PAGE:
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CSU Channel Islands Professor Frank Barajas Receives Latino Leadership Award

CSU Channel Islands history professor Frank Barajas is the recipient of a 2014 Latino Leadership Award.

Frank Barajas
Frank Barajas

The annual award from El Concilio Family Services salutes individuals who have made outstanding contributions to improving the quality of life for the underserved Latino community.

Barajas was recognized for enriching the Latino community through his teaching, writings and activism at the 25th Annual El Concilio Latino Leadership Awards. The event honored eight community leaders before a standing-room-only crowd of over 350 people at the Oxnard Performing Arts Center on Saturday, May 31.

“It is affirming to know that people appreciate my work to highlight the experience of the Latino community of the past and present in Ventura County,” Barajas said. “As a professor, I strive to show students how people working together have brought about positive change throughout history. Through my writings and op-eds in newspapers, I attempt to dispel historical myths and stereotypes to create a fuller understanding of the Latino community today.”

Born and raised in Oxnard, Barajas earned his bachelor’s and master’s degrees in history from CSU-Fresno and his Ph.D. from Claremont Graduate University. After teaching at Cypress College in Orange County for nine years, he became one of CI’s first 13 tenure-track faculty members and a founding member of the CI History and Chicana/o Studies programs.

Barajas teaches courses on U.S., California and Chicana/o history, making students active participants in their own education through reading, writing, speaking, research and collaborative assignments that develop critical thinking and professional communication skills. In his Survey of U.S. History to 1877 class, for example, students respond in writing to historical documents, such as Abraham Lincoln’s Gettysburg Address and the Seneca Falls Declaration of Sentiments and Resolutions, and write a reviews of historically based films in the format of business letters. In the cross-disciplinary course Tradition & Transformation: The Sixties, Barajas invites leaders from the Chicana/o movement to speak to the class. He also mentors students outside the classroom, helping them pursue internship, research, conference and graduate school opportunities that give them a professional advantage.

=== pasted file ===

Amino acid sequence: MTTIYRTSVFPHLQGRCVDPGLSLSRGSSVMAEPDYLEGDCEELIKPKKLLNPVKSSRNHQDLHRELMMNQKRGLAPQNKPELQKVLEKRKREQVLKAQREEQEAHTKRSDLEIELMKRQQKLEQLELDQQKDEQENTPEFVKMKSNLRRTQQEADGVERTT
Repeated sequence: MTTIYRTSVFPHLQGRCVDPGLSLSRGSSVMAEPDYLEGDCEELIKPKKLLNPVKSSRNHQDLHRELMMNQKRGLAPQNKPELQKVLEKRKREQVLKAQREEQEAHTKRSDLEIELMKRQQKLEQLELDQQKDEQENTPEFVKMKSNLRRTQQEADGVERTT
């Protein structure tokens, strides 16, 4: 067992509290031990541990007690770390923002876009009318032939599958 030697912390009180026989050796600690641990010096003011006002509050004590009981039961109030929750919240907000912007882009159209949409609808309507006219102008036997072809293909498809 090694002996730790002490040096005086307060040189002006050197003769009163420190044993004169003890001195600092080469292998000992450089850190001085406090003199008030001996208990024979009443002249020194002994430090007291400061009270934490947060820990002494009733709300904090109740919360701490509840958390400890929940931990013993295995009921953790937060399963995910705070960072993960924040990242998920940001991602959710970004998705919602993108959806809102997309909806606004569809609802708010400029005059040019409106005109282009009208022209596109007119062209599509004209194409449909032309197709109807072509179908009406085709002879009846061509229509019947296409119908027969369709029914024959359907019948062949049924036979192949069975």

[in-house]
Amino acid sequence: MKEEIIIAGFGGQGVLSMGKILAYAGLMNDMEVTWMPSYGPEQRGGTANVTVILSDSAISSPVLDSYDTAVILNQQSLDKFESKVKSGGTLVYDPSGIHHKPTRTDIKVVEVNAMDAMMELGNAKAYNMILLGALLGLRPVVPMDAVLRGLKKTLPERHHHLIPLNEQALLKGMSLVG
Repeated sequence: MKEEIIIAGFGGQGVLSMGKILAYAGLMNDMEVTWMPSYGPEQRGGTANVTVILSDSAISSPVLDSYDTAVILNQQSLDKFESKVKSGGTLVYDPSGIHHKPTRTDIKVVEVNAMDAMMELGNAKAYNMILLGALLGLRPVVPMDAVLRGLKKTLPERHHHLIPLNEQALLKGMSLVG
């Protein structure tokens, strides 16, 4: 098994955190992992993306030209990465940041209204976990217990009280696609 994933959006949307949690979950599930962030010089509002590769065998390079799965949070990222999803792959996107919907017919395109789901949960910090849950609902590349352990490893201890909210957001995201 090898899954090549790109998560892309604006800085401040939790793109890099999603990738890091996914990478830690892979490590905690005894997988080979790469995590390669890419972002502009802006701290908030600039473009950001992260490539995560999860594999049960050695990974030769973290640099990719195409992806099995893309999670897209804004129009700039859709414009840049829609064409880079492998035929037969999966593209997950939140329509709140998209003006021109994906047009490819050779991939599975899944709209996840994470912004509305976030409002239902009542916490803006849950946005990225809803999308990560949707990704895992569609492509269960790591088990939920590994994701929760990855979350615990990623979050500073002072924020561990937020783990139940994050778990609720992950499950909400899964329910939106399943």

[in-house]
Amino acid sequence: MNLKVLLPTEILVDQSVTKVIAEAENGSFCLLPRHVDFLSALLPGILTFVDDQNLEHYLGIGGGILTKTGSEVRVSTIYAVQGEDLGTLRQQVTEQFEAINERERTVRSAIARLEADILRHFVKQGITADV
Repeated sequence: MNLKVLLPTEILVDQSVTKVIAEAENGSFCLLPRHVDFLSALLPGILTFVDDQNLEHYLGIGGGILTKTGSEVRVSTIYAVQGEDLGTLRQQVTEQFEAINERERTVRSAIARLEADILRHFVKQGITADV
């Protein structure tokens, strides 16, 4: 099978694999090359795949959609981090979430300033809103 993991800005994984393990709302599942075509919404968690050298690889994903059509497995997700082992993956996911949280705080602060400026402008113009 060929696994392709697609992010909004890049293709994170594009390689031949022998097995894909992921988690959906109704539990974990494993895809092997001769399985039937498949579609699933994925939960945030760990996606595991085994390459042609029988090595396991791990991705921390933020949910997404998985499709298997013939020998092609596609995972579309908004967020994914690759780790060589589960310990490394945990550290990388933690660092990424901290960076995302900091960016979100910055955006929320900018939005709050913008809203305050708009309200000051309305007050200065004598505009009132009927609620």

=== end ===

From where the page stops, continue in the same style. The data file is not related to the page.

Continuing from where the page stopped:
“I utilize the teaching of history not only as a means of appreciating the exercise of power and collective action through time but also as a vehicle to develop the valuable skills of critical thought, collaboration, and effective communication,” Barajas said. “Students who cultivate these talents are better able to become agents of social change and improve the quality of their own lives and those around them.”

Barajas researches and writes extensively on issues of Chicana/o and Southern California history. His 2012 book, Curious Unions: Mexican American Workers and Resistance in Oxnard, California, 1898-1961, explores how the Oxnard Mexican community forged partnerships with other ethnic groups that broadly influenced economic exchanges, cultural practices, and labor and community activism.

Barajas is currently conducting research for his next book about the Chicana/o movement in Ventura County. His peer-reviewed published essays have addressed agricultural labor in Ventura County, the Sleepy Lagoon trial, the Oxnard schools, and the 2004 implementation of a civil gang injunction in the City of Oxnard.

Barajas is also an active and outspoken advocate for the underserved communities of Ventura County through his participation in demonstrations, speaking engagements and writings. He is a regular contributor of columns and opinion pieces for Amigos805, The History News Service, The Bakersfield Californian and the Ventura County Star, and maintains a blog at

Ventura County photographer, writer, publisher and community activist Jess Gutierrez, who nominated Barajas for the award, said, “University professors are members of a learned profession, officers of an educational institution, and also citizens. When they speak or write as citizens, they should be free from institutional censorship. ... Frank Barajas, as a professional and a member of his community, has done that: Expressed his feelings, beliefs, position and opinions about issues that greatly impact the Latino community — past, present and future.”

El Concilio is a nonprofit that provides programs and services to the underserved Latino community. The Latino Leadership Awards are its largest annual fundraiser. For more information, click here.

— Nancy Gill is the director of communication and marketing for CSU Channel Islands.

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